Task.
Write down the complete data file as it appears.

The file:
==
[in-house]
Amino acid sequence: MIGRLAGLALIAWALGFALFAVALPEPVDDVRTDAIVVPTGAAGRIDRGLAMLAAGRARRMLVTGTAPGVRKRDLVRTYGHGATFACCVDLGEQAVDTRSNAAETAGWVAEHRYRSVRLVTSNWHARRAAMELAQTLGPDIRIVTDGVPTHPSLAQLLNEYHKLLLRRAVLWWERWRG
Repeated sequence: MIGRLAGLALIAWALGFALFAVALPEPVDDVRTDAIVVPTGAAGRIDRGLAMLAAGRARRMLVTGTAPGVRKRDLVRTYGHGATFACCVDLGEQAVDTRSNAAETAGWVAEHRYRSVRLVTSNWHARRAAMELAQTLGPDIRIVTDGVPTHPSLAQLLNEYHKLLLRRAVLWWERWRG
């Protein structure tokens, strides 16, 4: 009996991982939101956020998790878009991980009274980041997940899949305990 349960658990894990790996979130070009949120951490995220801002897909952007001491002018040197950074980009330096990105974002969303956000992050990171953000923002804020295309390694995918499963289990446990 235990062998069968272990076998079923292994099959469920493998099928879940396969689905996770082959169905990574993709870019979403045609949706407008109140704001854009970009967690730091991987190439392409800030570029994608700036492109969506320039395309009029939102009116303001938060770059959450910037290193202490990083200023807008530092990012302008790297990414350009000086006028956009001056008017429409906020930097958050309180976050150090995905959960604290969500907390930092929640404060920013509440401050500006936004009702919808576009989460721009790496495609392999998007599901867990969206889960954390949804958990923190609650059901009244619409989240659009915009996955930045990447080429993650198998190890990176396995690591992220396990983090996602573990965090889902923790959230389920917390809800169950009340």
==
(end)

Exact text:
[in-house]
Amino acid sequence: MIGRLAGLALIAWALGFALFAVALPEPVDDVRTDAIVVPTGAAGRIDRGLAMLAAGRARRMLVTGTAPGVRKRDLVRTYGHGATFACCVDLGEQAVDTRSNAAETAGWVAEHRYRSVRLVTSNWHARRAAMELAQTLGPDIRIVTDGVPTHPSLAQLLNEYHKLLLRRAVLWWERWRG
Repeated sequence: MIGRLAGLALIAWALGFALFAVALPEPVDDVRTDAIVVPTGAAGRIDRGLAMLAAGRARRMLVTGTAPGVRKRDLVRTYGHGATFACCVDLGEQAVDTRSNAAETAGWVAEHRYRSVRLVTSNWHARRAAMELAQTLGPDIRIVTDGVPTHPSLAQLLNEYHKLLLRRAVLWWERWRG
């Protein structure tokens, strides 16, 4: 009996991982939101956020998790878009991980009274980041997940899949305990 349960658990894990790996979130070009949120951490995220801002897909952007001491002018040197950074980009330096990105974002969303956000992050990171953000923002804020295309390694995918499963289990446990 235990062998069968272990076998079923292994099959469920493998099928879940396969689905996770082959169905990574993709870019979403045609949706407008109140704001854009970009967690730091991987190439392409800030570029994608700036492109969506320039395309009029939102009116303001938060770059959450910037290193202490990083200023807008530092990012302008790297990414350009000086006028956009001056008017429409906020930097958050309180976050150090995905959960604290969500907390930092929640404060920013509440401050500006936004009702919808576009989460721009790496495609392999998007599901867990969206889960954390949804958990923190609650059901009244619409989240659009915009996955930045990447080429993650198998190890990176396995690591992220396990983090996602573990965090889902923790959230389920917390809800169950009340």